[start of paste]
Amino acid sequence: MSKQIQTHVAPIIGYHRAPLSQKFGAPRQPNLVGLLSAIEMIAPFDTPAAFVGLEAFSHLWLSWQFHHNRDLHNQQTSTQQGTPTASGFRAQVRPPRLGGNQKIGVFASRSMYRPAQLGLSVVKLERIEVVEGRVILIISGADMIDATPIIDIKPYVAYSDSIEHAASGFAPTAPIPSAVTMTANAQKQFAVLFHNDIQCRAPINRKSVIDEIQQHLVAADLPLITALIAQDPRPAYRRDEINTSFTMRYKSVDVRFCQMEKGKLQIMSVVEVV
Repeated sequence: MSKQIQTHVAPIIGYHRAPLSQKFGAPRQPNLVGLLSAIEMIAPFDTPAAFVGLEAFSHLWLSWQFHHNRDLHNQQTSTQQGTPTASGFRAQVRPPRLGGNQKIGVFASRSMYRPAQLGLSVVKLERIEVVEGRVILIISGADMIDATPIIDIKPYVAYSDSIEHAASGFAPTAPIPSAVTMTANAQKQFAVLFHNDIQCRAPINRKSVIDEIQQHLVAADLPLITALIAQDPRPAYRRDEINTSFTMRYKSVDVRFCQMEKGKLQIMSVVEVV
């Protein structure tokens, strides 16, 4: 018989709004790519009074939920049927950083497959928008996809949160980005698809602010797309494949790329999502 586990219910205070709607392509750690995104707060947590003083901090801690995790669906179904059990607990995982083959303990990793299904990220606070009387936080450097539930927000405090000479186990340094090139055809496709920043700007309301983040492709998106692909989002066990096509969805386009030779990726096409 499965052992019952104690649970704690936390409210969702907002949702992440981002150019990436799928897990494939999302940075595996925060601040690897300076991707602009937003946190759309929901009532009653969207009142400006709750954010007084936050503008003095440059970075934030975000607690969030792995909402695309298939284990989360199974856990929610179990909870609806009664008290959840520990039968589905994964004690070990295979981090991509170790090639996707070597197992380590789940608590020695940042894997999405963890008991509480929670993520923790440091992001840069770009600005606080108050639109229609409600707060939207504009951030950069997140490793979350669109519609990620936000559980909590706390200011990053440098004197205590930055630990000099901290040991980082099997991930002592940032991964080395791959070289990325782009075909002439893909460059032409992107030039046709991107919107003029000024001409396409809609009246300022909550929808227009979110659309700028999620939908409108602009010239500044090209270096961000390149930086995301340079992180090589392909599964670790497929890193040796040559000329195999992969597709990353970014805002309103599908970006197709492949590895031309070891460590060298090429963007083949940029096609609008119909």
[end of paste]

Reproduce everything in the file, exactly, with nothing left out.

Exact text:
Amino acid sequence: MSKQIQTHVAPIIGYHRAPLSQKFGAPRQPNLVGLLSAIEMIAPFDTPAAFVGLEAFSHLWLSWQFHHNRDLHNQQTSTQQGTPTASGFRAQVRPPRLGGNQKIGVFASRSMYRPAQLGLSVVKLERIEVVEGRVILIISGADMIDATPIIDIKPYVAYSDSIEHAASGFAPTAPIPSAVTMTANAQKQFAVLFHNDIQCRAPINRKSVIDEIQQHLVAADLPLITALIAQDPRPAYRRDEINTSFTMRYKSVDVRFCQMEKGKLQIMSVVEVV
Repeated sequence: MSKQIQTHVAPIIGYHRAPLSQKFGAPRQPNLVGLLSAIEMIAPFDTPAAFVGLEAFSHLWLSWQFHHNRDLHNQQTSTQQGTPTASGFRAQVRPPRLGGNQKIGVFASRSMYRPAQLGLSVVKLERIEVVEGRVILIISGADMIDATPIIDIKPYVAYSDSIEHAASGFAPTAPIPSAVTMTANAQKQFAVLFHNDIQCRAPINRKSVIDEIQQHLVAADLPLITALIAQDPRPAYRRDEINTSFTMRYKSVDVRFCQMEKGKLQIMSVVEVV
């Protein structure tokens, strides 16, 4: 018989709004790519009074939920049927950083497959928008996809949160980005698809602010797309494949790329999502 586990219910205070709607392509750690995104707060947590003083901090801690995790669906179904059990607990995982083959303990990793299904990220606070009387936080450097539930927000405090000479186990340094090139055809496709920043700007309301983040492709998106692909989002066990096509969805386009030779990726096409 499965052992019952104690649970704690936390409210969702907002949702992440981002150019990436799928897990494939999302940075595996925060601040690897300076991707602009937003946190759309929901009532009653969207009142400006709750954010007084936050503008003095440059970075934030975000607690969030792995909402695309298939284990989360199974856990929610179990909870609806009664008290959840520990039968589905994964004690070990295979981090991509170790090639996707070597197992380590789940608590020695940042894997999405963890008991509480929670993520923790440091992001840069770009600005606080108050639109229609409600707060939207504009951030950069997140490793979350669109519609990620936000559980909590706390200011990053440098004197205590930055630990000099901290040991980082099997991930002592940032991964080395791959070289990325782009075909002439893909460059032409992107030039046709991107919107003029000024001409396409809609009246300022909550929808227009979110659309700028999620939908409108602009010239500044090209270096961000390149930086995301340079992180090589392909599964670790497929890193040796040559000329195999992969597709990353970014805002309103599908970006197709492949590895031309070891460590060298090429963007083949940029096609609008119909």